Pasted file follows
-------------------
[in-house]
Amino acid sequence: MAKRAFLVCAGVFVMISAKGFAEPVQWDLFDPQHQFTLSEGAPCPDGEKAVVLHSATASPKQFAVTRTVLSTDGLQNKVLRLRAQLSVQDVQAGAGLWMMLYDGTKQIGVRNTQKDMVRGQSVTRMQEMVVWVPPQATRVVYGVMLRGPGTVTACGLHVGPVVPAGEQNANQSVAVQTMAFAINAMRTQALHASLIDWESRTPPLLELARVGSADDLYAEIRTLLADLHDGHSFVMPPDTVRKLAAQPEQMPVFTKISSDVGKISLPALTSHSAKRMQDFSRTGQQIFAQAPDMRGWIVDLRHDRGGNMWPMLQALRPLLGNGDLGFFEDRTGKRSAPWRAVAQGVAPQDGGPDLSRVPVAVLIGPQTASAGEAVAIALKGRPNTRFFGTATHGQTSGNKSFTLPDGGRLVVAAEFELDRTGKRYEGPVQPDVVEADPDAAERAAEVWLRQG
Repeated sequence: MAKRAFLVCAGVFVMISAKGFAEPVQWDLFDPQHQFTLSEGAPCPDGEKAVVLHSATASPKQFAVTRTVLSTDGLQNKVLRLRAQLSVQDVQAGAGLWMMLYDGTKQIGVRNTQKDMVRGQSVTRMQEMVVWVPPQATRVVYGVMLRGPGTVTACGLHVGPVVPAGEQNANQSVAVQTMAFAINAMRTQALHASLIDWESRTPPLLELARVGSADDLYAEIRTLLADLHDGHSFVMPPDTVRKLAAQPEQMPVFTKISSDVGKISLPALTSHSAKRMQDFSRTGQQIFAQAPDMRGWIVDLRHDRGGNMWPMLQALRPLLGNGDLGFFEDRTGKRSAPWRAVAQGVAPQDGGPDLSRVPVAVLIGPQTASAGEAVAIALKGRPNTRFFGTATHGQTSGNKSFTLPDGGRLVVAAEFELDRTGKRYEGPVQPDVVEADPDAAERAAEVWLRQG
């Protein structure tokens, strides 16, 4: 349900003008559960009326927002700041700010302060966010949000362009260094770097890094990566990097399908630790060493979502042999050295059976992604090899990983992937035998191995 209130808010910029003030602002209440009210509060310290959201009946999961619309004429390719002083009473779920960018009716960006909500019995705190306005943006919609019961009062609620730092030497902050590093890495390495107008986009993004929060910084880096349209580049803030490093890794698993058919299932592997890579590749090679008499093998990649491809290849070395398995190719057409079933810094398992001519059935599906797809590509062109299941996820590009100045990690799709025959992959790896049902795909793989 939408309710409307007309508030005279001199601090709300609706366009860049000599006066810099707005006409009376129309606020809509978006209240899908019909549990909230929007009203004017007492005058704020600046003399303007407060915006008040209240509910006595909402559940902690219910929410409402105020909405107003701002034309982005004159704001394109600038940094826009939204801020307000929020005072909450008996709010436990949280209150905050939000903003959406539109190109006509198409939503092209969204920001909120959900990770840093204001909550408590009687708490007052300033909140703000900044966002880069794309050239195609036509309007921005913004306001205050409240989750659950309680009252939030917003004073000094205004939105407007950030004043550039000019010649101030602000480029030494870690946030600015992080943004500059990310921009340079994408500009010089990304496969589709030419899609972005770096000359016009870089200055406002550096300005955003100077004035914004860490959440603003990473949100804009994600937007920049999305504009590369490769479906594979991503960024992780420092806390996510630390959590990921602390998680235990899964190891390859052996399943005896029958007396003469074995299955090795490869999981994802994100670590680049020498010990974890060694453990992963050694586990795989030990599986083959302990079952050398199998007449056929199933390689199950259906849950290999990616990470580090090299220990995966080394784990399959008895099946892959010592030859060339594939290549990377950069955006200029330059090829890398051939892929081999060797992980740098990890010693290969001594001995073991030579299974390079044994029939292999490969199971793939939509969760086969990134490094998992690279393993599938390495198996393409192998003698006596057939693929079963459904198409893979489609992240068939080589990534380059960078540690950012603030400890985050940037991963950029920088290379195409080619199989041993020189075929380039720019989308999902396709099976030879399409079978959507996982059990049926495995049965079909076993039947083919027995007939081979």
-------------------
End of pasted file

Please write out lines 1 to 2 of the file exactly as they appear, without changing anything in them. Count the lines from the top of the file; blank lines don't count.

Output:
[in-house]
Amino acid sequence: MAKRAFLVCAGVFVMISAKGFAEPVQWDLFDPQHQFTLSEGAPCPDGEKAVVLHSATASPKQFAVTRTVLSTDGLQNKVLRLRAQLSVQDVQAGAGLWMMLYDGTKQIGVRNTQKDMVRGQSVTRMQEMVVWVPPQATRVVYGVMLRGPGTVTACGLHVGPVVPAGEQNANQSVAVQTMAFAINAMRTQALHASLIDWESRTPPLLELARVGSADDLYAEIRTLLADLHDGHSFVMPPDTVRKLAAQPEQMPVFTKISSDVGKISLPALTSHSAKRMQDFSRTGQQIFAQAPDMRGWIVDLRHDRGGNMWPMLQALRPLLGNGDLGFFEDRTGKRSAPWRAVAQGVAPQDGGPDLSRVPVAVLIGPQTASAGEAVAIALKGRPNTRFFGTATHGQTSGNKSFTLPDGGRLVVAAEFELDRTGKRYEGPVQPDVVEADPDAAERAAEVWLRQG